Good morning, As always on a Monday morning, today we'll take stock of the last weeks movements that has created best exchange rates to buy Euros and US Dollar is some time, following the turmoil in the financial markets last week.
Investor confidence was severely hit after European Commission President Jose Manuel Barroso warned that financial markets are not convinced that Eurozone governments are prepared to take necessary action to defend the stability of the Eurozone.
Barroso says that the Eurozone crisis is no longer “just in the Euro-area periphery”, a reference to the uncertainty spreading from Ireland, Portugal and Greece to Spain and Italy which are now at the eye of the storm. The fear that these countries would need assistance has significantly weakened the Euro giving some great opportunities to buy at the moment.
The European Central Bank has said it will offer a fresh round of loans to banks in light of continuing fears about the Eurozone debt crisis. "Given the renewed tensions in some financial markets, the ECB has decided to conduct a supplementary refinancing operation," said the bank's president, Jean-Claude Trichet. He added that economic uncertainty was "particularly high"'.
Last week bonds issued by the Irish and Portuguese were bought up by the ECB but there was concern that they did not appear to have intervened to help Spain and Italy, whose borrowing costs have risen significantly recently.
Time will tell whether the EU manage to come to an agreement to avert the crisis escalating, but in the meantime you should look at the positive; you can buy Euros at a much better price than has recently been available. It's very important to note however that this is purely due to movements with the debt crisis in the US and fundamental UK data is still very poor.
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Sterling vs. US Dollar;
The US Dollar suffered last week as fears escalated that the US economy was heading towards another recession. Stock markets tumbled to their lowest point since 1978 and Sterling climbed close to 1.65 as continued political and economic woes weighted on the dollar.
Carrying over from the week previous, a last minute deal to raise the U.S. borrowing limit cleared its biggest hurdle in Congress on Monday, warding off the risk of a debt default after weeks of feuding which damaged America's image abroad but failed to dispel fears of a credit downgrade.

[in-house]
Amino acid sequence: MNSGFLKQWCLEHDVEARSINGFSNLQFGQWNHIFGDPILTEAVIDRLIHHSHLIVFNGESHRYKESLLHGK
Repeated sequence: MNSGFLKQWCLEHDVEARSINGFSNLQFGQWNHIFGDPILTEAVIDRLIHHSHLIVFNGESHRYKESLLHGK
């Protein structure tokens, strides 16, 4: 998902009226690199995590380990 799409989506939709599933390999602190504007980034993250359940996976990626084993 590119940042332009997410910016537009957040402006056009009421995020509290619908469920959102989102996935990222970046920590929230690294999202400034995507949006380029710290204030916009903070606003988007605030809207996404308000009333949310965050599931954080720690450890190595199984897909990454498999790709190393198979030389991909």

Moody's Investors Service and Fitch Ratings maintained U.S. ratings for now, but said additional deficit-reduction measures were needed for the government to put its finances in order, Underscoring that threat, Moody's assigned a negative outlook to the AAA rating, which means a downgrade is possible in the next 12 to 18 months.
Fitch promised to conclude a more thorough review of the United States by the end of the month and did not rule out slapping a negative outlook on the rating. Now investors await Standard & Poor's. The agency has been tougher than its rivals, threatening to downgrade U.S. ratings by mid-October if lawmakers did not come up with a plan to meaningfully cut the budget deficit.
The dollar fell further on Friday despite stronger-than-expected U.S. jobs growth, the much anticipated Non-farm payrolls accelerated more than expected and the unemployment rate dipped to 9.1 percent from 9.2 percent Markets however remain sceptical on the inability to stem the spread of the euro zone's debt crisis, but Friday's employment report offered a glimmer of hope.Do you need to buy or sell US Dollars? Send us an enquiry now.
Weekly Economic Data that may affect exchange ratesMonday
– House Prices and Retail Sales from the UK today will give some idea how confidence in the economy is faring. Eurozone confidence figures are also due, which in the current climate are unlikely to be positive.
– Lots of UK data today; Manufacturing Production, Trade balance, Industrial Production and a GDP estimate. We could therefore see significant volatility for Sterling today. There is also an interest rate announcement and press conference by the US Federal Reserve.
– German inflation figures will be closely watched today, for any hint of a further EU interest rate hike. In the UK we see a confidence report, and there is a Bank of England inflation report, along with a speech by BoE governor Mervyn King.
– A bit quieter today, with a report from the European Central bank the only thing likely to affect GBP/EUR. In the USA there are various jobless measures.
– We end the week with Industrial production figures from the EU, and Retail Sales from the United States.
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